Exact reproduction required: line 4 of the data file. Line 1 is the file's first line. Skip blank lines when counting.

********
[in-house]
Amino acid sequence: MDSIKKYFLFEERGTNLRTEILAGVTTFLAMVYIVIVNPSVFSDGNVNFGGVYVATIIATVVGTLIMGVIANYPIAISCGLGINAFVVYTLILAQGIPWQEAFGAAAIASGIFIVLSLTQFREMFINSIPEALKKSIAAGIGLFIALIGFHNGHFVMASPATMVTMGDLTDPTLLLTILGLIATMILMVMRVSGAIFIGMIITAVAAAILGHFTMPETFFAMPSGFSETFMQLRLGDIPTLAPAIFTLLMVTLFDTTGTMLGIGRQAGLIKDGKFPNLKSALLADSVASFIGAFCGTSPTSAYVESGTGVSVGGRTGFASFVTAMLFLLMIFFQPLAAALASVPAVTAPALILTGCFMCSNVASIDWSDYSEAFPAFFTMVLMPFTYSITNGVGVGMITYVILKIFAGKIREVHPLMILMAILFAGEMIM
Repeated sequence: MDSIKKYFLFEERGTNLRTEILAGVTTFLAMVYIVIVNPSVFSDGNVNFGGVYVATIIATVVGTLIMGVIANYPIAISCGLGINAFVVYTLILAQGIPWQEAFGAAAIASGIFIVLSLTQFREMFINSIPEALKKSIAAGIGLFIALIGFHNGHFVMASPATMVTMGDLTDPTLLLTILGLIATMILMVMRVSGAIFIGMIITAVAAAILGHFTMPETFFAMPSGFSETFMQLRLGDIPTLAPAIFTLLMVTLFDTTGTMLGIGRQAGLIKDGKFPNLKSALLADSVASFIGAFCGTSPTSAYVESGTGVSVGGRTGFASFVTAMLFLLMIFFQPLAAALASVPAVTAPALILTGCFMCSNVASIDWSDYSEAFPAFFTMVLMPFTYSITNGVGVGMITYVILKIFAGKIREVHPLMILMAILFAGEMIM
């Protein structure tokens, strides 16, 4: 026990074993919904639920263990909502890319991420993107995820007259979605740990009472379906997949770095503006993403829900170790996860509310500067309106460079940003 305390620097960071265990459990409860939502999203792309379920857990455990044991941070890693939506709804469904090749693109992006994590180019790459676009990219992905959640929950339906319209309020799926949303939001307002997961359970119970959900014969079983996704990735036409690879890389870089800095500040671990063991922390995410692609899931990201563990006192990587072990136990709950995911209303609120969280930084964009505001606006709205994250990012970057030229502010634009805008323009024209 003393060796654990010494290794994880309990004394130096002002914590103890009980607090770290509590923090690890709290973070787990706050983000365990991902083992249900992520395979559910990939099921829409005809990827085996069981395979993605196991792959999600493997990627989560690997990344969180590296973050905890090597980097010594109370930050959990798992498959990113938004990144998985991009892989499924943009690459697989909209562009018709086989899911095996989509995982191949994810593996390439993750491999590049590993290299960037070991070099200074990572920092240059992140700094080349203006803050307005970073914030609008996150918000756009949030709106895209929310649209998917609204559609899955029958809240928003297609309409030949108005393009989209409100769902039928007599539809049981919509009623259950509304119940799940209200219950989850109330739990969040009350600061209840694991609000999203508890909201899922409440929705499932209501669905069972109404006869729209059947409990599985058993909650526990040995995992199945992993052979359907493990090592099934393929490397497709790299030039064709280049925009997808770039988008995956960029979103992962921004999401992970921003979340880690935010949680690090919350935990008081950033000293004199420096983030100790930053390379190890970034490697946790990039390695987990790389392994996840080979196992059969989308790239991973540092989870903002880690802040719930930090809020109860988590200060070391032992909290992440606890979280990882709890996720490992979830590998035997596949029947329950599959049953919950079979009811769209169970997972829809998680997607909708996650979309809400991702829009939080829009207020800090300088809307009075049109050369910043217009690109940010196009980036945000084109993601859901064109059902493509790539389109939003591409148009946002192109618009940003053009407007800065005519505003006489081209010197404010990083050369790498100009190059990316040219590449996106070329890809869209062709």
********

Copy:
């Protein structure tokens, strides 16, 4: 026990074993919904639920263990909502890319991420993107995820007259979605740990009472379906997949770095503006993403829900170790996860509310500067309106460079940003 305390620097960071265990459990409860939502999203792309379920857990455990044991941070890693939506709804469904090749693109992006994590180019790459676009990219992905959640929950339906319209309020799926949303939001307002997961359970119970959900014969079983996704990735036409690879890389870089800095500040671990063991922390995410692609899931990201563990006192990587072990136990709950995911209303609120969280930084964009505001606006709205994250990012970057030229502010634009805008323009024209 003393060796654990010494290794994880309990004394130096002002914590103890009980607090770290509590923090690890709290973070787990706050983000365990991902083992249900992520395979559910990939099921829409005809990827085996069981395979993605196991792959999600493997990627989560690997990344969180590296973050905890090597980097010594109370930050959990798992498959990113938004990144998985991009892989499924943009690459697989909209562009018709086989899911095996989509995982191949994810593996390439993750491999590049590993290299960037070991070099200074990572920092240059992140700094080349203006803050307005970073914030609008996150918000756009949030709106895209929310649209998917609204559609899955029958809240928003297609309409030949108005393009989209409100769902039928007599539809049981919509009623259950509304119940799940209200219950989850109330739990969040009350600061209840694991609000999203508890909201899922409440929705499932209501669905069972109404006869729209059947409990599985058993909650526990040995995992199945992993052979359907493990090592099934393929490397497709790299030039064709280049925009997808770039988008995956960029979103992962921004999401992970921003979340880690935010949680690090919350935990008081950033000293004199420096983030100790930053390379190890970034490697946790990039390695987990790389392994996840080979196992059969989308790239991973540092989870903002880690802040719930930090809020109860988590200060070391032992909290992440606890979280990882709890996720490992979830590998035997596949029947329950599959049953919950079979009811769209169970997972829809998680997607909708996650979309809400991702829009939080829009207020800090300088809307009075049109050369910043217009690109940010196009980036945000084109993601859901064109059902493509790539389109939003591409148009946002192109618009940003053009407007800065005519505003006489081209010197404010990083050369790498100009190059990316040219590449996106070329890809869209062709």